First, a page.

From the Holocaust in Europe to the military dictatorships of Latin America to the enduring violence of settler colonialism around the world, genocide has been a defining experience of far too many societies. In many cases, the damaging legacies of genocide lead to continued violence and social divisions for decades. In others, however, creative responses to this identity-based violence emerge from the grassroots, contributing to widespread social and political transformation. Resonant Violence explores both the enduring impacts of genocidal violence and the varied ways in which states and grassroots collectives respond to and transform this violence through memory practices and grassroots activism. By calling upon lessons from Germany, Poland, Argentina, and the Indigenous United States, Resonant Violence demonstrates how ordinary individuals come together to engage with a violent past to pave the way for a less violent future.
"Spans the period from World War II to the present during which Rutgers grew from two small, liberal arts colleges, an agricultural school, and an engineering school into a major public research university. We chronicle the remarkable story of Rutgers's rise as a research university, but also the way the school has been experienced by generations or students and residents of the state. The Cold War, the student protests of the 1960s and the 1970s, the rise of identity politics on campus, big-time athletics, and the various ways students have shaped and been affected by popular culture all play a part in this story. Three chapters cover chronologically the major changes that occurred at the u...
By constantly challenging one another to take art "Off Limits," George Brecht, Geoffrey Hendricks, Allan Kaprow, Roy Lichtenstein, Lucas Samaras, George Segal, Robert Watts, and Robert Whitman defied the art world, bringing Abstract Expressionism to a screeching halt and setting the stage for the art of the rest of the century. Off Limits accompanies a major exhibition of the same title at The Newark Museum, February 18 - May 16, 1999.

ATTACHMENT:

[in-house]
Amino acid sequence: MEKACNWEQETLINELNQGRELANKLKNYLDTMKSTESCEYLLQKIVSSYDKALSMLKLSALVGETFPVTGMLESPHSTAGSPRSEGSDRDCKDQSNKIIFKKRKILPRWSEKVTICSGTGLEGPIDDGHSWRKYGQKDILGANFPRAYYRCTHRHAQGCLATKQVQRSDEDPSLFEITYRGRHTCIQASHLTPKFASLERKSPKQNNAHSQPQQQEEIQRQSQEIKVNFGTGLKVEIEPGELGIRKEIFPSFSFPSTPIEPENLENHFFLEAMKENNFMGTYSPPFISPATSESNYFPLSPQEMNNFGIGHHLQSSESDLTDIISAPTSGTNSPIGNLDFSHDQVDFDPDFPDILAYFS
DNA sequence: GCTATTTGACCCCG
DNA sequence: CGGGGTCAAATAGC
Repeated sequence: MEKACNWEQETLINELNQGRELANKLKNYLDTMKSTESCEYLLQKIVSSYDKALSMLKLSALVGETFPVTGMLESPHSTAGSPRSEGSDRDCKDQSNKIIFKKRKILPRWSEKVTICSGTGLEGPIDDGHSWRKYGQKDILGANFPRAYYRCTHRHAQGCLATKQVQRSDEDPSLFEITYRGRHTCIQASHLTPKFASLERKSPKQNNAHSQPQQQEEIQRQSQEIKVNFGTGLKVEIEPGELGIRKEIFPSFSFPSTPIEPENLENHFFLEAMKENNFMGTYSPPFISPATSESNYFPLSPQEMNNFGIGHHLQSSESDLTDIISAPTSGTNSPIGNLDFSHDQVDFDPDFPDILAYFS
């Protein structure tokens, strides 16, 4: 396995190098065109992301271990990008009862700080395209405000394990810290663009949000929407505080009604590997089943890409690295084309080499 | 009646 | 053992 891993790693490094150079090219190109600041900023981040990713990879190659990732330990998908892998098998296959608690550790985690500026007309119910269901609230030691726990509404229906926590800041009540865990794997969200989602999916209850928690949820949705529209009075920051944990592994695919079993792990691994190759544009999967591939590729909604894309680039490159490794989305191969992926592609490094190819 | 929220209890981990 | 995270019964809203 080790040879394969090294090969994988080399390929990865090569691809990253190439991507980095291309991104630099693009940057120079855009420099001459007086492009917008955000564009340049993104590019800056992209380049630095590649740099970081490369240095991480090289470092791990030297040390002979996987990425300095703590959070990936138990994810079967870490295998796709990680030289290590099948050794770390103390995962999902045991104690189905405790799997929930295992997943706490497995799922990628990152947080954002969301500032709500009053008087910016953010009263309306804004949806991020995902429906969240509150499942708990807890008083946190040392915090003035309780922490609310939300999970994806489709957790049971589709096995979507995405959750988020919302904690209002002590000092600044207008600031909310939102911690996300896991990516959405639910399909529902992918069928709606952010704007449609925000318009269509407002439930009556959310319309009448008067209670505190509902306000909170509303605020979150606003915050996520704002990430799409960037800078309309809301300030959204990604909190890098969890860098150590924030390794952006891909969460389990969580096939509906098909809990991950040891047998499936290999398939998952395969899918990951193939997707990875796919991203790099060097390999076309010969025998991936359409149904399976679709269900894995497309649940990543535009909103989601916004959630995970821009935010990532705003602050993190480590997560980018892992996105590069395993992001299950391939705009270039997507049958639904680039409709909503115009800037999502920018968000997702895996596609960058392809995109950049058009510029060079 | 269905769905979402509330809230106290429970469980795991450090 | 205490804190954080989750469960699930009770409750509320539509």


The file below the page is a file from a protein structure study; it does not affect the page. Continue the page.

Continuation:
Critical Mass chronicles ephemeral work on the Rutgers campus and in New York City, and the innovations that grew from Robert Watts, Allan Kaprow, and George Brecht's "Project in Multiple Dimensions." With texts and performance scores by artists - together with numerous photographs of the events and essays by art historians and critics Hannah Higgins, Jill Johnston, Susan Ryan, and Kristine Stiles - Critical Mass presents a vivid picture of a dynamic movement.
An Organ of Murder explores the origins of both popular and elite theories of criminality in the nineteenth-century United States, focusing in particular on the influence of phrenology. In the United States, phrenology shaped the production of medico-legal knowledge around crime, the treatment of the criminal within prisons and in public discourse, and sociocultural expectations about the causes of crime. The criminal was phrenology’s ideal research and demonstration subject, and the courtroom and the prison were essential spaces for the staging of scientific expertise. In particular, phrenology constructed ways of looking as well as a language for identifying, understanding, and analyzing criminals and their actions. This work traces the long-lasting influence of phrenological visual culture and language in American culture, law, and medicine, as well as the practical uses of phrenology in courts, prisons, and daily life.